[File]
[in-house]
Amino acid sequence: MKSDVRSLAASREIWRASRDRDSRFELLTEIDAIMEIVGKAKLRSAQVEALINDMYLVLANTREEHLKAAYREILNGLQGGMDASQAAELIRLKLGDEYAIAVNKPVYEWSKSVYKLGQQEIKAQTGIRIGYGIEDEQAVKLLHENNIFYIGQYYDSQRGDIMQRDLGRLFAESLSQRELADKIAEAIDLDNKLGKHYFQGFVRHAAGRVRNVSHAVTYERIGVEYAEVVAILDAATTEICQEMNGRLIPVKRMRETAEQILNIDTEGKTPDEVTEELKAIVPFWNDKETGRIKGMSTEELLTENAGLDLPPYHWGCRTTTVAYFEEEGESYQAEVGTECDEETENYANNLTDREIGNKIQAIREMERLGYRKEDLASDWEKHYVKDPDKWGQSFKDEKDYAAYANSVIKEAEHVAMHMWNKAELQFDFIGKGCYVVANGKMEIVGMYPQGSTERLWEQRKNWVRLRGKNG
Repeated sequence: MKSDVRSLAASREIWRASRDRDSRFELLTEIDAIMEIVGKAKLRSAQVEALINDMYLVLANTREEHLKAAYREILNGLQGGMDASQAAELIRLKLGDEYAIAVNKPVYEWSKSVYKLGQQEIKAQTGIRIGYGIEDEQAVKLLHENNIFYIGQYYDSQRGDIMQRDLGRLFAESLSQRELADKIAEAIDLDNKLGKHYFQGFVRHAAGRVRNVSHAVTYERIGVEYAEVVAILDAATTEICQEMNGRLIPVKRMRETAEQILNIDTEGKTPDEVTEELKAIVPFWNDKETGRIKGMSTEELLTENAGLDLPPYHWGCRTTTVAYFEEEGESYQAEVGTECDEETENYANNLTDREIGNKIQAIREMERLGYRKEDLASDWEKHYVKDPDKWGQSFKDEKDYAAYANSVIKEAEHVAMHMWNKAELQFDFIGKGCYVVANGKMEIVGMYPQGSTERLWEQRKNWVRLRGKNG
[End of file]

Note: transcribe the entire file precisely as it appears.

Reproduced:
[in-house]
Amino acid sequence: MKSDVRSLAASREIWRASRDRDSRFELLTEIDAIMEIVGKAKLRSAQVEALINDMYLVLANTREEHLKAAYREILNGLQGGMDASQAAELIRLKLGDEYAIAVNKPVYEWSKSVYKLGQQEIKAQTGIRIGYGIEDEQAVKLLHENNIFYIGQYYDSQRGDIMQRDLGRLFAESLSQRELADKIAEAIDLDNKLGKHYFQGFVRHAAGRVRNVSHAVTYERIGVEYAEVVAILDAATTEICQEMNGRLIPVKRMRETAEQILNIDTEGKTPDEVTEELKAIVPFWNDKETGRIKGMSTEELLTENAGLDLPPYHWGCRTTTVAYFEEEGESYQAEVGTECDEETENYANNLTDREIGNKIQAIREMERLGYRKEDLASDWEKHYVKDPDKWGQSFKDEKDYAAYANSVIKEAEHVAMHMWNKAELQFDFIGKGCYVVANGKMEIVGMYPQGSTERLWEQRKNWVRLRGKNG
Repeated sequence: MKSDVRSLAASREIWRASRDRDSRFELLTEIDAIMEIVGKAKLRSAQVEALINDMYLVLANTREEHLKAAYREILNGLQGGMDASQAAELIRLKLGDEYAIAVNKPVYEWSKSVYKLGQQEIKAQTGIRIGYGIEDEQAVKLLHENNIFYIGQYYDSQRGDIMQRDLGRLFAESLSQRELADKIAEAIDLDNKLGKHYFQGFVRHAAGRVRNVSHAVTYERIGVEYAEVVAILDAATTEICQEMNGRLIPVKRMRETAEQILNIDTEGKTPDEVTEELKAIVPFWNDKETGRIKGMSTEELLTENAGLDLPPYHWGCRTTTVAYFEEEGESYQAEVGTECDEETENYANNLTDREIGNKIQAIREMERLGYRKEDLASDWEKHYVKDPDKWGQSFKDEKDYAAYANSVIKEAEHVAMHMWNKAELQFDFIGKGCYVVANGKMEIVGMYPQGSTERLWEQRKNWVRLRGKNG